In his Second Amended Complaint, the Plaintiff alleges that “Defendant Victory was and is engaged in the business of manufacturing, fabricating, designing, assembling, distributing, selling, inspecting, servicing, repairing, marketing, warranting, retailing, wholesaling and advertising police motorcycles and, more specifically, a certain subject 2014 Victory Police Motorcycle, VIN 5VPDW30N9E3032008.” (Doc. 49). The Plaintiff alleges the subject motorcycle's design defects included an unsafe rear suspension system which failed at high speeds, and a defective and unsafe design that required consumers to determine appropriate settings for the rear suspension system. (Id.). He further alleges the Defendants, including VPM, “knew or, in the exercise of reasonable care, should have known that said motorcycle and all of its component parts would be used without inspection for defects in its parts, mechanisms or design, for use in the State of Alabama and elsewhere by consumers.” (Id.). VPM did this without issuing any warnings to the Plaintiff or the City of Birmingham about the motorcycle. (Id.).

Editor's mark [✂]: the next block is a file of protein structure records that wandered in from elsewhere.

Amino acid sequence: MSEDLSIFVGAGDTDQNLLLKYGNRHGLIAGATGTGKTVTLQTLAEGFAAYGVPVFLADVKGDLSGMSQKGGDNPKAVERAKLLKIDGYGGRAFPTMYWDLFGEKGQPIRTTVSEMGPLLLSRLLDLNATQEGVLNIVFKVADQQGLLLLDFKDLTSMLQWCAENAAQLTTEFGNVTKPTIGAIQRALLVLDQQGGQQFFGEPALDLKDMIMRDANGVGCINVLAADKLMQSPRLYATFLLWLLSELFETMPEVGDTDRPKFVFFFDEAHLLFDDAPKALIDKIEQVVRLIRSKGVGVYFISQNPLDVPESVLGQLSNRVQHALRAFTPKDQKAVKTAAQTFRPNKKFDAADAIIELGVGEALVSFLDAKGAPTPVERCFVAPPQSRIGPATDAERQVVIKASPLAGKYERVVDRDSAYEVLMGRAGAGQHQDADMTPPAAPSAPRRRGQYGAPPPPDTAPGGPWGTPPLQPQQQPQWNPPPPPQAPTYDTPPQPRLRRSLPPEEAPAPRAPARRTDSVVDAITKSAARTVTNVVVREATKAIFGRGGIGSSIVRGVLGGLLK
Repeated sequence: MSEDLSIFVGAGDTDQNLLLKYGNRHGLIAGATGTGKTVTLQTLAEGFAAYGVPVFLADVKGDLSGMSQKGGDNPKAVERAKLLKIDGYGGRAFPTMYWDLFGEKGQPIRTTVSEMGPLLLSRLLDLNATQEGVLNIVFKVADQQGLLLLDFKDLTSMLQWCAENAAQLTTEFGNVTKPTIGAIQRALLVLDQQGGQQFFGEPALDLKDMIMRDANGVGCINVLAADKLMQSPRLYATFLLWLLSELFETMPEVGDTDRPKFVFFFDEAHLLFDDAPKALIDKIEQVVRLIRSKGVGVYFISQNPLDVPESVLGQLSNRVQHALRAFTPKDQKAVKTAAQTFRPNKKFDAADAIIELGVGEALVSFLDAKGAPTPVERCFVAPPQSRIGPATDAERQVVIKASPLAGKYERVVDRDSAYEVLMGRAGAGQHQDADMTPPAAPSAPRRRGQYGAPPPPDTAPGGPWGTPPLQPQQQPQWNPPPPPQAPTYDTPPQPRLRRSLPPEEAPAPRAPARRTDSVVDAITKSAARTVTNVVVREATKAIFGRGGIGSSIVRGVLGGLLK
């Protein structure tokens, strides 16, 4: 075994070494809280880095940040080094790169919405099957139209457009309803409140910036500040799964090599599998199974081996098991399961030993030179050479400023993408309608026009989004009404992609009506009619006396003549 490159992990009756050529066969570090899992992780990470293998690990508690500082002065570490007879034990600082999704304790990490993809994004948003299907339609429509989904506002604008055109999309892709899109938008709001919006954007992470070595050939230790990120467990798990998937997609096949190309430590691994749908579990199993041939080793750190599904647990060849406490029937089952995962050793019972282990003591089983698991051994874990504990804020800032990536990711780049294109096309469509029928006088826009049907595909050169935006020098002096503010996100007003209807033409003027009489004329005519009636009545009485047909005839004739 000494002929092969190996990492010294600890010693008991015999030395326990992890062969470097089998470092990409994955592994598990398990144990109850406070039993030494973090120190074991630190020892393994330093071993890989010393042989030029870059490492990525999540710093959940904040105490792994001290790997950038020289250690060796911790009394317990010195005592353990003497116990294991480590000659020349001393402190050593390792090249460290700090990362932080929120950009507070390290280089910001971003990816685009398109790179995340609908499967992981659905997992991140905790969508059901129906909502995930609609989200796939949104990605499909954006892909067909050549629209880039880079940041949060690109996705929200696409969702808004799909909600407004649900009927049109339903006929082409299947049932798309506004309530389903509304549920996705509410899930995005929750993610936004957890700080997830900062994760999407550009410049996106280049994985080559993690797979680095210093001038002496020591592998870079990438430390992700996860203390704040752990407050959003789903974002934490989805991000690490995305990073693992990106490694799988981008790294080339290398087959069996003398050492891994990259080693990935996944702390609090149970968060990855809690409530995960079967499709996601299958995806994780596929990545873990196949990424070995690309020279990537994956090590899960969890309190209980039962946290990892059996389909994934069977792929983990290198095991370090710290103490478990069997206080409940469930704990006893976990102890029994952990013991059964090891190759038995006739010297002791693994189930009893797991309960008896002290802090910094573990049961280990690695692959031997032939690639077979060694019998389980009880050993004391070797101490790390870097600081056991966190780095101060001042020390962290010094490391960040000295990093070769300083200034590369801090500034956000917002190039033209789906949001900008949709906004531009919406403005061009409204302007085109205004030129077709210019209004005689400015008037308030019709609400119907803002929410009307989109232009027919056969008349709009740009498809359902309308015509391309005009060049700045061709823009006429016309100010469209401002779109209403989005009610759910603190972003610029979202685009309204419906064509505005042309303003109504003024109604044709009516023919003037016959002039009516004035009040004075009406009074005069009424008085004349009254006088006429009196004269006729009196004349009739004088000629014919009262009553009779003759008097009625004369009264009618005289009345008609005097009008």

The Plaintiff and his employer, the City of Birmingham, relied on VPM's representations that the subject motorcycle was safe when the City of Birmingham decided to purchase it and others like it. (Id.). The subject motorcycle was not safe, however -- a fact which VPM knew and concealed from the Plaintiff and the City of Birmingham. (Id.). The Plaintiff was riding the subject motorcycle when it wrecked due to the defective design, and the Plaintiff was ejected from the motorcycle. (Id.). He was taken to the hospital and treated for his injuries. (Id.). The Plaintiff states the following claims for relief against VPM: (1) negligence and wantonness; (2) violation of the Alabama Extended Manufacturers' Liability Doctrine (“AEMLD”); (3) breach of implied warranty; (4) fraudulent concealment and suppression; and (5) negligent misrepresentation. (Doc. 49).

         Based upon the complaint and admitted factual allegations coupled with the testimony and evidence presented at the hearing on damages, the Court hereby finds that the Defendant's negligent and wanton design and manufacture of the motorcycle in question along with the failure to warn proximately caused the plaintiff's injuries.

         B. ...